When she finds out she got a bad test grade:

“Then my eyes got a little bit wet. I wasn't crying, though." (Junie B. Jones and the Stupid Smelly Bus, p. 17)

When she isn't allowed to have a pet on campus but really wants one:

“FISH STICK! I NAMED HIM FISH STICK BECAUSE HE'S A FISH STICK, OF COURSE!" (Junie B. Jones Smells Something Fishy, p. 59)

When she has to walk across campus in the dark:

“There's no such thing as monsters. There's no such thing as monsters." (Junie B. Jones Has a Monster Under Her Bed, p. 12)

When her boyfriend breaks her heart:

“I am a bachelorette. A bachelorette is when your boyfriend named Ricardo dumps you at recess. Only I wasn't actually expecting that terrible trouble." (Junie B. Jones Is (almost) a Flower Girl, p. 1)

When she paints her first canvas:


"And painting is the funnest thing I love!" (Junie B. Jones and her Big Fat Mouth, p. 61)

When her sorority takes stacked pictures:

“The biggie kids stand in the back. And the shortie kids stand in the front. I am a shortie kid. Only that is nothing to be ashamed of." (Junie B. Jones Has a Monster Under Her Bed, p. 7)

When she's had enough of the caf's food:

“Want to bake a lemon pie? A lemon pie would be fun, don't you think?" (Junie B. Jones Has a Monster Under Her Bed p. 34)

When she forgets about an exam:

“Speechless is when your mouth can't speech." (Junie B. Jones Loves Handsome Warren, p. 54)

When she finds out she has enough credits to graduate:

“A DIPLOMA! A DIPLOMA! I WILL LOVE A DIPLOMA!" (Junie B. Jones is a Graduation Girl p. 6)

When she gets home from college:

"IT'S ME! IT'S JUNIE B. JONES! I'M HOME FROM MY SCHOOL!" (Junie B. Jones and some Sneaky Peaky Spying p. 20)

Cover Image Credit: OrderOfBooks

Related Content

Connect with a generation
of new voices.

We are students, thinkers, influencers, and communities sharing our ideas with the world. Join our platform to create and discover content that actually matters to you.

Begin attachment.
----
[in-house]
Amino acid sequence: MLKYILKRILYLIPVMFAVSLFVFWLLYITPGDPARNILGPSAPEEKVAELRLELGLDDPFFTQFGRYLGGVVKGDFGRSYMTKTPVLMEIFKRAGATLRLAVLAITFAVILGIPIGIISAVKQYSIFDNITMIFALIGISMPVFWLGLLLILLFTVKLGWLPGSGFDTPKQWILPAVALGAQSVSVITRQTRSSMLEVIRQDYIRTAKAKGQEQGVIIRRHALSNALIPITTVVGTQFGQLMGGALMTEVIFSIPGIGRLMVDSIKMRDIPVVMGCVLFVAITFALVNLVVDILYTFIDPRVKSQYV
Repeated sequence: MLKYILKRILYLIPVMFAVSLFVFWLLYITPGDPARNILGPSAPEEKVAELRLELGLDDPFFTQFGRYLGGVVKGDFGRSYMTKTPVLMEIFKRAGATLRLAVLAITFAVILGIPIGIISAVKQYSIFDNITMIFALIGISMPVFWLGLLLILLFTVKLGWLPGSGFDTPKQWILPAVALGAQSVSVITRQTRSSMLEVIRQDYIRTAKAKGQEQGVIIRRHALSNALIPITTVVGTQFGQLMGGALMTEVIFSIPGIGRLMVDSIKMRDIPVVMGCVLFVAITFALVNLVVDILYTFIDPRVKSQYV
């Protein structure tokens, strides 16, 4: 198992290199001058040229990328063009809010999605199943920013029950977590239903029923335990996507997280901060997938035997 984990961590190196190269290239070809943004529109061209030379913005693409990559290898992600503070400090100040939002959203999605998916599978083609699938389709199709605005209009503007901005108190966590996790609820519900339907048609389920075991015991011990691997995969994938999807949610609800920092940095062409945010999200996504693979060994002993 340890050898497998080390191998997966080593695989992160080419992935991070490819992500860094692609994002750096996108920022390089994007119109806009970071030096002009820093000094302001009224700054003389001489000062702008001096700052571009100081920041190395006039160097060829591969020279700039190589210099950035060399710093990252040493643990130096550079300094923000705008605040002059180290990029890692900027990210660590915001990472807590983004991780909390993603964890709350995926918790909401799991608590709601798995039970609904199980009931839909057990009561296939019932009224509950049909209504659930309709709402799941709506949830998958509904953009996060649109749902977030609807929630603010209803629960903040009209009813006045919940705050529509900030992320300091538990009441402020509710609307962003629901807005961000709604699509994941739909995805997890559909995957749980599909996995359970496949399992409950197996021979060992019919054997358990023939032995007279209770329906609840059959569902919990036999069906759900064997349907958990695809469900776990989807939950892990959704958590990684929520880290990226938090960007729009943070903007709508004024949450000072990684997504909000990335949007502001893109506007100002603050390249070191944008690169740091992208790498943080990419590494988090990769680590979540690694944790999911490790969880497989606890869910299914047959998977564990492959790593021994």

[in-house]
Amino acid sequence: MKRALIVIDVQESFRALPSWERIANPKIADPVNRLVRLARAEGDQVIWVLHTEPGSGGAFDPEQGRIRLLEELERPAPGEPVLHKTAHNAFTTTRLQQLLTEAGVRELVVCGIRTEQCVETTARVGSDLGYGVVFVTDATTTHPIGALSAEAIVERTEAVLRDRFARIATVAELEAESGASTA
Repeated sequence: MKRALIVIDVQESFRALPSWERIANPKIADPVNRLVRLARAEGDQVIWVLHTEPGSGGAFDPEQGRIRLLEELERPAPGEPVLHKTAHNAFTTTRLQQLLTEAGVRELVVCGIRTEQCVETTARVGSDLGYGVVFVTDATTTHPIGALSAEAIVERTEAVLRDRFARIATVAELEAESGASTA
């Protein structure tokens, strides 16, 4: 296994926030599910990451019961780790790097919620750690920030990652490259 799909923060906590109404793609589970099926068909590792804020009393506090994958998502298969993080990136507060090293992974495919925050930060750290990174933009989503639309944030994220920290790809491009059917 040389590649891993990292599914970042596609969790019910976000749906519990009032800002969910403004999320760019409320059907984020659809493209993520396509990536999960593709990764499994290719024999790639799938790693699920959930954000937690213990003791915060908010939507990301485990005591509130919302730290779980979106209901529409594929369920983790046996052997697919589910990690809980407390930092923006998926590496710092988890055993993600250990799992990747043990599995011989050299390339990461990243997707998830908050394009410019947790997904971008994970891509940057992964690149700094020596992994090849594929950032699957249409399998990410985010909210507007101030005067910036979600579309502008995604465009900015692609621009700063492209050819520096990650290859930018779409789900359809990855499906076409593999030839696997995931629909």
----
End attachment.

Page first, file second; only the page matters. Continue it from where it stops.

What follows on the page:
Learn more Start Creating

It's 2019 And Mental Health Needs To Be Taken As Seriously As Physical Health

Things may be really hard for a while and a mental health problem may never completely go away, but you can learn to manage it; If you're looking for a sign to keep living, this is it.

67
views

Trigger warning: suicide.

Let's say you're having a bad day. Your body feels fatigued, anxious thoughts run on a loop in your head, and it feels like there is a literal dark storm cloud hovering above that prevents you from feeling, at least, OK. The ideal solution would be to take a sick day so you can go home and recuperate, right? Well, that isn't always possible due to the stigma that exists around mental health in which you would be frowned upon to take the day off if your physical health is fine. Depending on where you work/go to school/have responsibilities, there might not even be a policy in place concerning mental health days which leaves you stuck and feeling awful.

There's a lot of hustle and bustle that goes on these days. It's quite easy for the stress to build up, and if there's too much of it, it can have negative impacts on both your physical and mental health. So why isn't it taken more seriously? I think part of it stems from the "take initiative and work hard every day" ideology within our society. If someone falls behind, they're seen as lazy, worthless, and a burden on society. However, if someone busts their butt every day, they are praised for these efforts, yet everyone seems to scratch their head in confusion when stress catches up with that same person and they too fall behind.

This problem is only amplified when mental health problems come into play. Methods of treatment like therapy and medication isn't always an option since it could not be covered by their insurance/they don't have insurance and can't afford it, they lack resources, there's a possibility of being misdiagnosed and the problem is brushed off by physicians, there's judgment from their family/peers, etc. This only allows for the problems to continue and possibly even get worse as time goes on which could be sparked by the political climate, climate change, national issues, and more.

If these problems go on long enough, they could develop suicidal tendencies within a person. They get to a point where life feels so hopeless that they feel they simply cannot go on. The stigma needs to change now because people's wellbeing and lives are at stake.

If you or someone you know are dealing with these problems, the National Suicide Hotline is 1-800-273-8255 and there is a texting Crisis Lifeline that can be reached by texting TALK to 741-741. Buzzfeed wrote an article that explains what you can expect when calling a lifeline.

Lastly, I just want to remind you that you deserve to be safe and happy, but you are not a game show host and do not have to be happy 100% of the time. Your feelings are valid and it's OK to not be OK. Things may be really hard for a while and a mental health problem may never completely go away, but you can learn to manage it. If you're looking for a sign to keep living, this is it.

As the great Bob Ross once said, "It's a good day to be alive."

Related Content

Facebook Comments